All automotive and technology companies like Lyft, Uber and Google are currently working to qualify for the higher levels. Their expensive cars (up to $250,000) have the capability to monitorthe environment by the simultaneous deployment of cameras, radar, Lidar and high definition maps. A properly working SAE level 3 system enables drivers to keep their eyes from the road and to be engaged in any other activity. The only condition is that they must be ready to take over driving immediately as soon as the system gives the disengagement signal, meaning that is in unable to handle the situation.

For prospective driverless cars offering cheap taxi services, this level of mastery is not satisfactory. At SAE level 4, cars have automated fallback performance, which means that they can handle any situation under specified circumstances, like well-designed roads, during day-time and at a certain speed. SAE level 5 automatization includes the ability to proceed driverless under all circumstances. Not any of the existing autonomous models is complying with these requirements.

A prototype of an autonomous SAE level 5 car deluxe. Photo: Mercedes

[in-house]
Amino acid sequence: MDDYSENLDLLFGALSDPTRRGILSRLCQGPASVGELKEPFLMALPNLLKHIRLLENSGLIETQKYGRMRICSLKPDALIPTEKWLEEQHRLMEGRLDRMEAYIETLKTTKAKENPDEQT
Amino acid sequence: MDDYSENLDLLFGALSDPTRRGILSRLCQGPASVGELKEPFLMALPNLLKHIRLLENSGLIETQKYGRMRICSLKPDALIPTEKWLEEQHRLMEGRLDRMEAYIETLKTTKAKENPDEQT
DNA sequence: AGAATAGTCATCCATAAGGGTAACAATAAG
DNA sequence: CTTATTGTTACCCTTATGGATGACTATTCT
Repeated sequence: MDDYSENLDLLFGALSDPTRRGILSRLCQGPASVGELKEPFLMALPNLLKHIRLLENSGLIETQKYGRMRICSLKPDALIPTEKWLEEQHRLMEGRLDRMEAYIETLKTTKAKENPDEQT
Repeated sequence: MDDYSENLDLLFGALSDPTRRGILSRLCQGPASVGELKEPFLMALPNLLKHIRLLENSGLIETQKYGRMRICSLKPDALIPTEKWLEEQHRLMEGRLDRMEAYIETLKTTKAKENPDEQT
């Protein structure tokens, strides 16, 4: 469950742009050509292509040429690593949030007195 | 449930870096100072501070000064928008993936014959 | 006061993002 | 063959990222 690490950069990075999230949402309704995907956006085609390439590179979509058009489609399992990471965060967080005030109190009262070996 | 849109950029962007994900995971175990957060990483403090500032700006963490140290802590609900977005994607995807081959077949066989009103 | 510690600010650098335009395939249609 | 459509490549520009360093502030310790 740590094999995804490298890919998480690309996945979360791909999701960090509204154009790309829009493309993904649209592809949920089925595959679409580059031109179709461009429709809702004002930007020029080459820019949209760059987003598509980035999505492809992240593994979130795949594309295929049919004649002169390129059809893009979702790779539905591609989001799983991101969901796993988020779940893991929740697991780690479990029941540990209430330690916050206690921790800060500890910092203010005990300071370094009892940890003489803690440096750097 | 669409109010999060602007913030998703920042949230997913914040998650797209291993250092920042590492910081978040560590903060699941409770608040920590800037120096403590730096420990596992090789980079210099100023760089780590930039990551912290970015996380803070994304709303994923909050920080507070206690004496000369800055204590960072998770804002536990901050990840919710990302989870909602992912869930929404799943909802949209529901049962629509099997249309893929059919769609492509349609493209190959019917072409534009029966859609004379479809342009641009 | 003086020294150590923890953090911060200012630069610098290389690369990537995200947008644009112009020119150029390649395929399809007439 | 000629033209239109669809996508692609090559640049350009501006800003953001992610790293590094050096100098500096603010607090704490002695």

Although SAE level 5 is the ultimate ambition, the automotive industry is in no hurry to remove the driver behind the wheel. Their mission for the next decade is selling as many as possible electric cars to private persons, with (semi-)automatic systems as nice-to-have features. Therefore, consolidating SAE level 3 is their first priority.

At the other hand, technological companies like Google, Lyft and Uber cannot wait acquiring SAE level 4, which opens the way to driverless taxi services.

Progress

Every year, Navigant Research ranks automotive and other companies trying to develop self-driving vehicles (see table below). In 2017, Waymo, a subsidiary of Alphabet, and Cruise, a division of GM, are in a leading position, while Apple, Uber, and Tesla are staying behind, which might explain Ubers irresponsible testing-behavior.